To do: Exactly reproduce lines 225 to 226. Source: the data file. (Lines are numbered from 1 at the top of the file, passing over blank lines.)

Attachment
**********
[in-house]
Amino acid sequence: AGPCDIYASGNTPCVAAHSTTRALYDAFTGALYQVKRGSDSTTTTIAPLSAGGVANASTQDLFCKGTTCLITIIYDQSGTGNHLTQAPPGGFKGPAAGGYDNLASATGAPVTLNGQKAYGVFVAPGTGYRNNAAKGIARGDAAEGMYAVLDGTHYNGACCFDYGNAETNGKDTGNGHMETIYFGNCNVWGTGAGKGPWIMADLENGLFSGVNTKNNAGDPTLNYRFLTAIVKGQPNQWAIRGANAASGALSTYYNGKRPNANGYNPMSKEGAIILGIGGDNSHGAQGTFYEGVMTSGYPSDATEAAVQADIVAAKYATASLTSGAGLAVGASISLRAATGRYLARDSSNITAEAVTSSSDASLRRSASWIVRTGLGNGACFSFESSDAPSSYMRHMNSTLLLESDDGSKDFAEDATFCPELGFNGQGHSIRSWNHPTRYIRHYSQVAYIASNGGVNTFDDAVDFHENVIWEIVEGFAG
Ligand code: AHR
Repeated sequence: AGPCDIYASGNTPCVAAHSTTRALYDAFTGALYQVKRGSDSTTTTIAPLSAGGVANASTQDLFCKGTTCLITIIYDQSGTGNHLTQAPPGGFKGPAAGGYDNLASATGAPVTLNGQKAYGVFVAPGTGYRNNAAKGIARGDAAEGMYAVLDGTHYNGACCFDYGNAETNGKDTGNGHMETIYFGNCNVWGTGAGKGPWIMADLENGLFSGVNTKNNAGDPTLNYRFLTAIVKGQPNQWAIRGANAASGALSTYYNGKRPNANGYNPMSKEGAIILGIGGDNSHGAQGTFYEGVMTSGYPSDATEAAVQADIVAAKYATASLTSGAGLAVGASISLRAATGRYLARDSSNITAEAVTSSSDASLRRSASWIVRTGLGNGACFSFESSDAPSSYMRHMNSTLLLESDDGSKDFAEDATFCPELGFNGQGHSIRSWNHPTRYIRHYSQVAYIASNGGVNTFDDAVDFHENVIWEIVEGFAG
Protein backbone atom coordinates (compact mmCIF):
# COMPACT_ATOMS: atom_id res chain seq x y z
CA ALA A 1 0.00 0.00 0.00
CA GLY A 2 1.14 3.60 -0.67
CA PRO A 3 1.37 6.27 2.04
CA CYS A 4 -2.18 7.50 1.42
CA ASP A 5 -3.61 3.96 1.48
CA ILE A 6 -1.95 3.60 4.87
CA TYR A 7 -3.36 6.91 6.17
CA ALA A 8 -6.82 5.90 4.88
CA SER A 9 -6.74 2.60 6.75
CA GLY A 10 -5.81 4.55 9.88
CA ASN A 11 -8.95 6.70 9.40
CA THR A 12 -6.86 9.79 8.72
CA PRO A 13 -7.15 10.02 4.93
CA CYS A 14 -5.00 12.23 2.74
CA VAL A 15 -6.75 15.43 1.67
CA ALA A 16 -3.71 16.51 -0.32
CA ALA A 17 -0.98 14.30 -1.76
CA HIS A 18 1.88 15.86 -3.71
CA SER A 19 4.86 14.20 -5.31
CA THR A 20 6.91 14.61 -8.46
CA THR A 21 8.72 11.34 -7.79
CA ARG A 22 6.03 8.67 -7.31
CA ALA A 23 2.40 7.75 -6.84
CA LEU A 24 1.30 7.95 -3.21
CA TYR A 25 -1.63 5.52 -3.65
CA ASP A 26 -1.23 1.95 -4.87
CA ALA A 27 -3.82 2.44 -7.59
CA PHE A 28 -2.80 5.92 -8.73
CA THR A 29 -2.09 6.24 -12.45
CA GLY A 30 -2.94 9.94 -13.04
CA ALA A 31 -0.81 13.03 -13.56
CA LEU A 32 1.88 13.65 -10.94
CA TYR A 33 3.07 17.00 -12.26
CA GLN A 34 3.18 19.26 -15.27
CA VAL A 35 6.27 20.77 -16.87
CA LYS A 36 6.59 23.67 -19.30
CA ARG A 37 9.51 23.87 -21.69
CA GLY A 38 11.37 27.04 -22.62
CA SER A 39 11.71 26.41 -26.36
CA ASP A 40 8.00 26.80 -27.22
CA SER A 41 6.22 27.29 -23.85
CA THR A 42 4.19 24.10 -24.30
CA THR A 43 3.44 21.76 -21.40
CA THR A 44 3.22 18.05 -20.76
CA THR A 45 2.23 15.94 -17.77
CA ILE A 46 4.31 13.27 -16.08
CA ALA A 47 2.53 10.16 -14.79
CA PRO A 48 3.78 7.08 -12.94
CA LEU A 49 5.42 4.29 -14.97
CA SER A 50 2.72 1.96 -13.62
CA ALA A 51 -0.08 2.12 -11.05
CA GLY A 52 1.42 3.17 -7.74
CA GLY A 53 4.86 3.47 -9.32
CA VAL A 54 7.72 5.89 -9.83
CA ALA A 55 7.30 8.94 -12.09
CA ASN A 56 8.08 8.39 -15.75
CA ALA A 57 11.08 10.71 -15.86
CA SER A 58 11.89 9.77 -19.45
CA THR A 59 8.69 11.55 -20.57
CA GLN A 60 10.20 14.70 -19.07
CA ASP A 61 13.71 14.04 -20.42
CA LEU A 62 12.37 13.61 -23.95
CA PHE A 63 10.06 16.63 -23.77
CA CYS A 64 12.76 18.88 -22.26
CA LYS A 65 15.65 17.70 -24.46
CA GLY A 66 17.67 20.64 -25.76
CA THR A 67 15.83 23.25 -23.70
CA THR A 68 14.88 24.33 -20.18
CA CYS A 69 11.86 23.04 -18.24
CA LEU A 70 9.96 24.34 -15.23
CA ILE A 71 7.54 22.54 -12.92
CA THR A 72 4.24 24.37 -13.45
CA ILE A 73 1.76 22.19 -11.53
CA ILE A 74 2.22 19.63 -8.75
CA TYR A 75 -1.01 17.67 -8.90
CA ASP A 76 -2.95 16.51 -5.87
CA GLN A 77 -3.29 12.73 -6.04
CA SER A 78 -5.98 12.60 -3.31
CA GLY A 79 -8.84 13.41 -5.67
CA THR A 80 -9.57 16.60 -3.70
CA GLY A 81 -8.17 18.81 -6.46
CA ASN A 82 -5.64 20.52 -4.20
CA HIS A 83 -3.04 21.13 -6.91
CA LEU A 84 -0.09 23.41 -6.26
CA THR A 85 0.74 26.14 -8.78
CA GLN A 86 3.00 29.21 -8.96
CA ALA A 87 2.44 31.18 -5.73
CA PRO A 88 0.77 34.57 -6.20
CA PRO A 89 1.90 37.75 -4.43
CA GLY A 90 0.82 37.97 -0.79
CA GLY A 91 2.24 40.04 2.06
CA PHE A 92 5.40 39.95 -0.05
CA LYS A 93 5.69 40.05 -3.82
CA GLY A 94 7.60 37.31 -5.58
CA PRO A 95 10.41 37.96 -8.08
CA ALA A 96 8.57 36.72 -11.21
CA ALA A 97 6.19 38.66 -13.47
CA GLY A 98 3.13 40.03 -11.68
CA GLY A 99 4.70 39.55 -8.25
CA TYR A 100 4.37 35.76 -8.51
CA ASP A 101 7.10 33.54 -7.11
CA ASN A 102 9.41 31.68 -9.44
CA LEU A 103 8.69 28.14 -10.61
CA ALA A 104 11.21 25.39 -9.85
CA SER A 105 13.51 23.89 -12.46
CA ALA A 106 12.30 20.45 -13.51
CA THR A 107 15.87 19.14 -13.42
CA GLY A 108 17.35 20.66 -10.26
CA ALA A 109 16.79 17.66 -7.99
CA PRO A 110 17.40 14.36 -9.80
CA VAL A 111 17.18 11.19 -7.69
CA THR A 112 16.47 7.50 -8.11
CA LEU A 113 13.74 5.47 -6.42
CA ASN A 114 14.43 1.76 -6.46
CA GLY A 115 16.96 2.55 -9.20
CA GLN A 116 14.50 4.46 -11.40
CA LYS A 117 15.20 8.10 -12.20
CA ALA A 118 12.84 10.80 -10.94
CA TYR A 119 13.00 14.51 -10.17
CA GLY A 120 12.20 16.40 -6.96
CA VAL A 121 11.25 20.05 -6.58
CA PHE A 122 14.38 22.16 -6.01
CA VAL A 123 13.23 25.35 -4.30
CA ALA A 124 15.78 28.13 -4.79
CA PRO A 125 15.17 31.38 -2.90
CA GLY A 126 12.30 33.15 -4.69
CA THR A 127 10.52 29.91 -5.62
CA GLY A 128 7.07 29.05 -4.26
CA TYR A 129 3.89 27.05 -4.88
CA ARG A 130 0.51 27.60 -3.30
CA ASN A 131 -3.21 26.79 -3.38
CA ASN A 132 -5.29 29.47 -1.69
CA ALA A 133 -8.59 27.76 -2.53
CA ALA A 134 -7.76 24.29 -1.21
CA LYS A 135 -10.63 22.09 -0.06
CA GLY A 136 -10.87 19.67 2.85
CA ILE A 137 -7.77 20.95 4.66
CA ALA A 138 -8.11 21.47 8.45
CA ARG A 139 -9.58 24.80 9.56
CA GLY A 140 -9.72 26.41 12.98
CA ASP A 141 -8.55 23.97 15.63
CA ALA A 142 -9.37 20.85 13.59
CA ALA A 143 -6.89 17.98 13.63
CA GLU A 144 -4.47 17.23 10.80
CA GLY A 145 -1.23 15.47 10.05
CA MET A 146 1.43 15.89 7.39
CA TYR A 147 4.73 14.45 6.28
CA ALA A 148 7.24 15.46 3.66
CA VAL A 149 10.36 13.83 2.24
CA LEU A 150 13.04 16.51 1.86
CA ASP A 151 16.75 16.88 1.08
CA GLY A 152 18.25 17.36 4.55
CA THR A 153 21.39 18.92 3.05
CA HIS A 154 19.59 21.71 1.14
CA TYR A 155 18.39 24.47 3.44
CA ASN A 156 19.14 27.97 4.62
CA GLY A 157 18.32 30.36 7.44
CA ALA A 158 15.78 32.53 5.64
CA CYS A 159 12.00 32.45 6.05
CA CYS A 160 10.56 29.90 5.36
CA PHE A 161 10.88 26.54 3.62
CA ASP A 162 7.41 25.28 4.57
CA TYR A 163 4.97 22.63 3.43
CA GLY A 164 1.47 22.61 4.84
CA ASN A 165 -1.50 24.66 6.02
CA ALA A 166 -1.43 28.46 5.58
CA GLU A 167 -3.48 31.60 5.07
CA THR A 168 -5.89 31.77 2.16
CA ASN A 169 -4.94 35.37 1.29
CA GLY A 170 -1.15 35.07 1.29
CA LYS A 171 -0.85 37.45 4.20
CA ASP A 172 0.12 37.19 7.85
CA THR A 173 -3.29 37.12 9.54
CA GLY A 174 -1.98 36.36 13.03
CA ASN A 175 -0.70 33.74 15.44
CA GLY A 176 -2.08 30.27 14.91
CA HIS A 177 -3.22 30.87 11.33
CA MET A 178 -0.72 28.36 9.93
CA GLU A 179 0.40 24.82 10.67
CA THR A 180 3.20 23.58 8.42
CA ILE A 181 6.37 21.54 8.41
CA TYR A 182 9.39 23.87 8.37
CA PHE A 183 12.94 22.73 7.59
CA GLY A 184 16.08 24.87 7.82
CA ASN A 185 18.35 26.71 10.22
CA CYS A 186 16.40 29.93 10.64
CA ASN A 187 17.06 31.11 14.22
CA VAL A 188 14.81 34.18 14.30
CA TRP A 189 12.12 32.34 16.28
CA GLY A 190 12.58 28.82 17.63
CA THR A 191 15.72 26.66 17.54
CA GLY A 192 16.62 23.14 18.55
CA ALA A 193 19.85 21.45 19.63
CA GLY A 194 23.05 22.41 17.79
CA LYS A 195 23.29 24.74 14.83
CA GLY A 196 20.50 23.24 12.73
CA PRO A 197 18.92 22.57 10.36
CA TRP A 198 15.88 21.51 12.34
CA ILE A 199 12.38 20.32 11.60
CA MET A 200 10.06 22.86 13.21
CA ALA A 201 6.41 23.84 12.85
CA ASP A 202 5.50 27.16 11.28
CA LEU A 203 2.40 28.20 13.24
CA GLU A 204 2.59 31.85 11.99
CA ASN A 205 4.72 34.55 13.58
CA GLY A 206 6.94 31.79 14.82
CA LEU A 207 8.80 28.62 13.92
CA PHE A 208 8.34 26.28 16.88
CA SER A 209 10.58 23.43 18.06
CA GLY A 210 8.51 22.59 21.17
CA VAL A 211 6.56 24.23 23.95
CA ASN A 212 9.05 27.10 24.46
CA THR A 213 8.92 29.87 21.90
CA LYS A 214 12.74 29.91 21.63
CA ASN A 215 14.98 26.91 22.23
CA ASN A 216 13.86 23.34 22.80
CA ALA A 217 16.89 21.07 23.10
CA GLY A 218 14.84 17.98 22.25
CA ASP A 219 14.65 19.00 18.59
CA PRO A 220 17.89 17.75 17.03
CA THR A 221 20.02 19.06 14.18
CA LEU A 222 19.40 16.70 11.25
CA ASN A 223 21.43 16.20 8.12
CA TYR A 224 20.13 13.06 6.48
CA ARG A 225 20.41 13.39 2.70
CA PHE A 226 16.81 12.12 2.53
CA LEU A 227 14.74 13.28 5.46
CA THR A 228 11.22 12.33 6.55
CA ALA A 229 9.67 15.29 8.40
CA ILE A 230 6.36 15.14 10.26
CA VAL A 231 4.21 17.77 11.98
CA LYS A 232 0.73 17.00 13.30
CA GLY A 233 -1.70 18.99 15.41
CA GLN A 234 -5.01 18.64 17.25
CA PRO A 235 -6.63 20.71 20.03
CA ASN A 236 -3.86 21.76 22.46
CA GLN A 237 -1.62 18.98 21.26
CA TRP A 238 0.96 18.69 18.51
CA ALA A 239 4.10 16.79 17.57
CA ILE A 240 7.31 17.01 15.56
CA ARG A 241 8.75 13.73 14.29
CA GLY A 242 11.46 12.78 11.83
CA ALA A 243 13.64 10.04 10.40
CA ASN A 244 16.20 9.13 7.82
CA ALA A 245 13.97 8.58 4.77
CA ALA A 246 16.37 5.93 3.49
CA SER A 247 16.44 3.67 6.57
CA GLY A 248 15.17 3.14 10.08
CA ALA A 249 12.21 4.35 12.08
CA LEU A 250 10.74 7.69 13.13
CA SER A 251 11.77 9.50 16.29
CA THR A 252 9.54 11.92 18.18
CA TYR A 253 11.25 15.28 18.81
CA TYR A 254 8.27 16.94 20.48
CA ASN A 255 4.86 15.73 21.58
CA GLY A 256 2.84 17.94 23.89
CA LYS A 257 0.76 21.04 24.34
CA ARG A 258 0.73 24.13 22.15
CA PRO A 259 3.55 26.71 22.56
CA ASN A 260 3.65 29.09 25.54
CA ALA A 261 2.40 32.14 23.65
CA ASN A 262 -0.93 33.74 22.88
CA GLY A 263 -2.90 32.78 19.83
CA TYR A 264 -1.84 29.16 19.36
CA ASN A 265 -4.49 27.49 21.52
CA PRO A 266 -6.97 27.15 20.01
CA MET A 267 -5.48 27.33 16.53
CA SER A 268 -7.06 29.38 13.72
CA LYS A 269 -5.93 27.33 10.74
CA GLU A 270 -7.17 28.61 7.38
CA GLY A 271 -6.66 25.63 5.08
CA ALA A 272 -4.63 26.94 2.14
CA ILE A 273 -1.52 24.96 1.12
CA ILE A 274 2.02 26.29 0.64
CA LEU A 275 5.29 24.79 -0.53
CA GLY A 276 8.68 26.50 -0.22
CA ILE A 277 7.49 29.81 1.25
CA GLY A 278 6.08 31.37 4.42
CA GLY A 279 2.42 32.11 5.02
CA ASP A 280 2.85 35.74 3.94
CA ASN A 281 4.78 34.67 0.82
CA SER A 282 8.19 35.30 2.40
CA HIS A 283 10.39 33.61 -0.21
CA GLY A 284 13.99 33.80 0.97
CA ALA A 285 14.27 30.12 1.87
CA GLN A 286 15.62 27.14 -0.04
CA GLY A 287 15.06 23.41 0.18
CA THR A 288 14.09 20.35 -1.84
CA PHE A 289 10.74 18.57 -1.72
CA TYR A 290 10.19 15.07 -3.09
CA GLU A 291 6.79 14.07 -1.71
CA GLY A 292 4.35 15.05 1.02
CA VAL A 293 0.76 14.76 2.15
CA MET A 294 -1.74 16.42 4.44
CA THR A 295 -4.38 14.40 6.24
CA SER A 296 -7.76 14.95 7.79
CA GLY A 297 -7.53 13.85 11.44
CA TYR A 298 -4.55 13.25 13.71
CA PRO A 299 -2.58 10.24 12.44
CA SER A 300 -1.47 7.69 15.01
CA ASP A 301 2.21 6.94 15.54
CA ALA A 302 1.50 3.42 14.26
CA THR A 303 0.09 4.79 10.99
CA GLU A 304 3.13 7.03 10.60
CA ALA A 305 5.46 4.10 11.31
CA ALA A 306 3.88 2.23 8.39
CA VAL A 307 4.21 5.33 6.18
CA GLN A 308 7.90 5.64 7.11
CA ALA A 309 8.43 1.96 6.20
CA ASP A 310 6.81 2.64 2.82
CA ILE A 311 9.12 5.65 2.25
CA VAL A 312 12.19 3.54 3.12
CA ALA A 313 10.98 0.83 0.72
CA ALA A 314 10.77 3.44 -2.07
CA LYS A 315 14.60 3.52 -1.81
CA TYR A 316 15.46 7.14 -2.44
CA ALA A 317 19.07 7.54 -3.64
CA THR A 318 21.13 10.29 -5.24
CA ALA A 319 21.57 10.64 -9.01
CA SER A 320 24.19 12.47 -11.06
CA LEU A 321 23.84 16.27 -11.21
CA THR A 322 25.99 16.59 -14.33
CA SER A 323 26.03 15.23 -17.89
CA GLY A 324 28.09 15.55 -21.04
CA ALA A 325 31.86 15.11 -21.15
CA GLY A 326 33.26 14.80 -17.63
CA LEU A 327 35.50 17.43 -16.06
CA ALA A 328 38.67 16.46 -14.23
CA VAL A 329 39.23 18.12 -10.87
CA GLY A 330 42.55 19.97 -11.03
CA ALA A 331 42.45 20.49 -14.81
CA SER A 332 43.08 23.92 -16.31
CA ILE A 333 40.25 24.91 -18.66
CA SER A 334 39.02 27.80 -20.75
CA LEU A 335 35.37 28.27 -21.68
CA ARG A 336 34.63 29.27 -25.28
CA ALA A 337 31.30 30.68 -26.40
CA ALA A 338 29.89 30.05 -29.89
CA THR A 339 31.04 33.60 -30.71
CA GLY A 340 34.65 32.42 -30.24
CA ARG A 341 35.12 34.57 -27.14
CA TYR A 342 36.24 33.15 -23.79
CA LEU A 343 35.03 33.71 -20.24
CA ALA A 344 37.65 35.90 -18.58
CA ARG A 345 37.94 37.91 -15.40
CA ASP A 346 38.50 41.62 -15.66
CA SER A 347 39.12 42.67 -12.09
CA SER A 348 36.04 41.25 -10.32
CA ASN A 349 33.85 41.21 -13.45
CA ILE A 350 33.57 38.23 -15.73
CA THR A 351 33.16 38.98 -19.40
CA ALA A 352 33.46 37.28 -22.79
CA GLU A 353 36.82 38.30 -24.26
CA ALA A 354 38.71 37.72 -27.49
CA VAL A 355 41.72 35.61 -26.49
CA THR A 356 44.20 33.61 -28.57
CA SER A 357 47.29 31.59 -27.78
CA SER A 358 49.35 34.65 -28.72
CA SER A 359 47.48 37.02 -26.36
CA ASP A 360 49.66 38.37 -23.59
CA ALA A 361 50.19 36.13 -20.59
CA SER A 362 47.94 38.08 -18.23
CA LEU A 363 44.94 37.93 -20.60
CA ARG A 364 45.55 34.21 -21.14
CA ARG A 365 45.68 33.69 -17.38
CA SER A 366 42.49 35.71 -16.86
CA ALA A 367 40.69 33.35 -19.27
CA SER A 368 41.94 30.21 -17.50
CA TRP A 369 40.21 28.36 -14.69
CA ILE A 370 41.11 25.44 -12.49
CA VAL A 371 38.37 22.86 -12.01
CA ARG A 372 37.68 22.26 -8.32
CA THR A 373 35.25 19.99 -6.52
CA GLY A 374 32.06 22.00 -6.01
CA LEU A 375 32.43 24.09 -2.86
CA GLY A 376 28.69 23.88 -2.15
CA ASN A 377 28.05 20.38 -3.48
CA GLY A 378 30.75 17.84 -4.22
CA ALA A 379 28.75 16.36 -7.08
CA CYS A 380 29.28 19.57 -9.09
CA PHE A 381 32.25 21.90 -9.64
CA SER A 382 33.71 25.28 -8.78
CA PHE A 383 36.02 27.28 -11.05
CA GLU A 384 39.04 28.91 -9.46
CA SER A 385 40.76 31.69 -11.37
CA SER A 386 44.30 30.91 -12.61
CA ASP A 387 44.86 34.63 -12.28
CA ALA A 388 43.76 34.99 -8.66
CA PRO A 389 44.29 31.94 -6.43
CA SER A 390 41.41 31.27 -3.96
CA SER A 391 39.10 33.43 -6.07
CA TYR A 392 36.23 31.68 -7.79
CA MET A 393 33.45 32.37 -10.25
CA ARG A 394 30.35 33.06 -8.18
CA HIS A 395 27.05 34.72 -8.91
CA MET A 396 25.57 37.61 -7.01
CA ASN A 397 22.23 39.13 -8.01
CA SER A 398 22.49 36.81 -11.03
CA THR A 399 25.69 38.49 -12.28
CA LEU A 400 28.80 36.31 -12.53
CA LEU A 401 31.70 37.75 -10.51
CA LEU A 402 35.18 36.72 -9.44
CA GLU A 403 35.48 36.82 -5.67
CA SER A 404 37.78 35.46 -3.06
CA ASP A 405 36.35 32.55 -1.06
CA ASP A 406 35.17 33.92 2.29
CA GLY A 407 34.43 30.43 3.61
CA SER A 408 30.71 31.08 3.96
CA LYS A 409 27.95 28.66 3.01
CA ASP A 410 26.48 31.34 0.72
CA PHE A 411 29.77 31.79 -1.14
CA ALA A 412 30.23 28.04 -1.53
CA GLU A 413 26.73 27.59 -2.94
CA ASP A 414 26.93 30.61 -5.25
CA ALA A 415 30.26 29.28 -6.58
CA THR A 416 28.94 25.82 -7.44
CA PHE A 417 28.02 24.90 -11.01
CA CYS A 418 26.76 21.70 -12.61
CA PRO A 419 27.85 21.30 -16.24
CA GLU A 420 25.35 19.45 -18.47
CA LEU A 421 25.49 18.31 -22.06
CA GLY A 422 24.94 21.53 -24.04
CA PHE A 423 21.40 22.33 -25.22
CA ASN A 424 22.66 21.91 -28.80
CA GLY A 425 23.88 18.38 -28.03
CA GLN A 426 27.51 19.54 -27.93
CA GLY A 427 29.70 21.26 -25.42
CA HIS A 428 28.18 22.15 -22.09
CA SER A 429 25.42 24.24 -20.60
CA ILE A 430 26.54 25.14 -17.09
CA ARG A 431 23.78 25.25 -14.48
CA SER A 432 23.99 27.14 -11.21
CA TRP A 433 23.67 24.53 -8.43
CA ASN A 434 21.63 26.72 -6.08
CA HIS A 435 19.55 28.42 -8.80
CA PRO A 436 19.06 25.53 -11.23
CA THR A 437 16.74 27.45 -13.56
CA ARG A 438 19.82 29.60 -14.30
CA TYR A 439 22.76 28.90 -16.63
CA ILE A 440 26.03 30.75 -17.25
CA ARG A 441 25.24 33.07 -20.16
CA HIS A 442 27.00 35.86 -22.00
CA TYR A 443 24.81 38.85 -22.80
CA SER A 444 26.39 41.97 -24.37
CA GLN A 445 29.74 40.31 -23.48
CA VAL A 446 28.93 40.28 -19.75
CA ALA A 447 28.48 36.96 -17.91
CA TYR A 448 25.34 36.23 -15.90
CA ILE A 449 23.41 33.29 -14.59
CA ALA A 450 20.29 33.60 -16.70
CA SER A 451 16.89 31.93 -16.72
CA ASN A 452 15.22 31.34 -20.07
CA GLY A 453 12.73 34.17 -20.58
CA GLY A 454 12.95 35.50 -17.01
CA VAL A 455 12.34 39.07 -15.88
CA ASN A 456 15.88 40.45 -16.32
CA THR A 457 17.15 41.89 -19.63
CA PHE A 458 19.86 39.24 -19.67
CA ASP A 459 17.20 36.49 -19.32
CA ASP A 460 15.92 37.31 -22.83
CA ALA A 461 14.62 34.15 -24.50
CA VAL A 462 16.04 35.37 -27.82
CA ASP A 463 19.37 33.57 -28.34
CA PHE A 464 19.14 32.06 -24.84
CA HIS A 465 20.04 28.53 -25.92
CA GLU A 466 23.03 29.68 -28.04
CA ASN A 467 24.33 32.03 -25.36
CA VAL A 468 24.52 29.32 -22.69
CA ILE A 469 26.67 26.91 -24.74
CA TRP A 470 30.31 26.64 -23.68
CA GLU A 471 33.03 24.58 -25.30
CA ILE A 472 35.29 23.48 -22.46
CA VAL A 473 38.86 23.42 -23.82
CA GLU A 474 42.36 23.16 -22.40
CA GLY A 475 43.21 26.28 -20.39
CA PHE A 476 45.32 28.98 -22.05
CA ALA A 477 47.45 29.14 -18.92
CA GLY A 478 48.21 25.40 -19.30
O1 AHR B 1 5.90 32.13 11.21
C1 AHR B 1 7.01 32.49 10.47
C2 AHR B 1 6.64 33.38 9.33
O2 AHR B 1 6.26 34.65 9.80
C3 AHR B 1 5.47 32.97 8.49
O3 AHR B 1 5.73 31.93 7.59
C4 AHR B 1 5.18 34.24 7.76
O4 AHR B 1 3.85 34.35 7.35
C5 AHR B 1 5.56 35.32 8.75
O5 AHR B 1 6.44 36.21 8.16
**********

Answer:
CA ASP A 219 14.65 19.00 18.59
CA PRO A 220 17.89 17.75 17.03